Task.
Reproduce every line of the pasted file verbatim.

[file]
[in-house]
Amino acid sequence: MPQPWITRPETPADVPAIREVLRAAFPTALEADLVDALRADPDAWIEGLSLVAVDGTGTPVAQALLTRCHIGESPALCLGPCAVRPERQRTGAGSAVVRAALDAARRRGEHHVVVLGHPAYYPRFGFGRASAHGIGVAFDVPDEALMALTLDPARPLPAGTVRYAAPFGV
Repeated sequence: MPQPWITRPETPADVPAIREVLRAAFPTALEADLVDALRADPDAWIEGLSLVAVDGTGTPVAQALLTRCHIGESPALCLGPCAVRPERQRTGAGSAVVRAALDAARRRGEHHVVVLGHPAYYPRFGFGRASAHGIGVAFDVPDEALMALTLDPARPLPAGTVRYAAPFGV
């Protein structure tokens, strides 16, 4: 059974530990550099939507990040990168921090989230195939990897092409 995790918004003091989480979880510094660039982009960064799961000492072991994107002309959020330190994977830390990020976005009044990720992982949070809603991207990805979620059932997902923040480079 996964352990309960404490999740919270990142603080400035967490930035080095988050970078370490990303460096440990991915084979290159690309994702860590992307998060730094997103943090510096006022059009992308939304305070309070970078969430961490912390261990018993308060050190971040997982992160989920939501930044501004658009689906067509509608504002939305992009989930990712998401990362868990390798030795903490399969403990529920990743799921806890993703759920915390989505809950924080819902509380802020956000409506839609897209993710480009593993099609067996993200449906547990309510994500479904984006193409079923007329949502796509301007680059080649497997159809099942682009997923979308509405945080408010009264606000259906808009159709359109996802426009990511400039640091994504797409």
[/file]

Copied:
[in-house]
Amino acid sequence: MPQPWITRPETPADVPAIREVLRAAFPTALEADLVDALRADPDAWIEGLSLVAVDGTGTPVAQALLTRCHIGESPALCLGPCAVRPERQRTGAGSAVVRAALDAARRRGEHHVVVLGHPAYYPRFGFGRASAHGIGVAFDVPDEALMALTLDPARPLPAGTVRYAAPFGV
Repeated sequence: MPQPWITRPETPADVPAIREVLRAAFPTALEADLVDALRADPDAWIEGLSLVAVDGTGTPVAQALLTRCHIGESPALCLGPCAVRPERQRTGAGSAVVRAALDAARRRGEHHVVVLGHPAYYPRFGFGRASAHGIGVAFDVPDEALMALTLDPARPLPAGTVRYAAPFGV
């Protein structure tokens, strides 16, 4: 059974530990550099939507990040990168921090989230195939990897092409 995790918004003091989480979880510094660039982009960064799961000492072991994107002309959020330190994977830390990020976005009044990720992982949070809603991207990805979620059932997902923040480079 996964352990309960404490999740919270990142603080400035967490930035080095988050970078370490990303460096440990991915084979290159690309994702860590992307998060730094997103943090510096006022059009992308939304305070309070970078969430961490912390261990018993308060050190971040997982992160989920939501930044501004658009689906067509509608504002939305992009989930990712998401990362868990390798030795903490399969403990529920990743799921806890993703759920915390989505809950924080819902509380802020956000409506839609897209993710480009593993099609067996993200449906547990309510994500479904984006193409079923007329949502796509301007680059080649497997159809099942682009997923979308509405945080408010009264606000259906808009159709359109996802426009990511400039640091994504797409």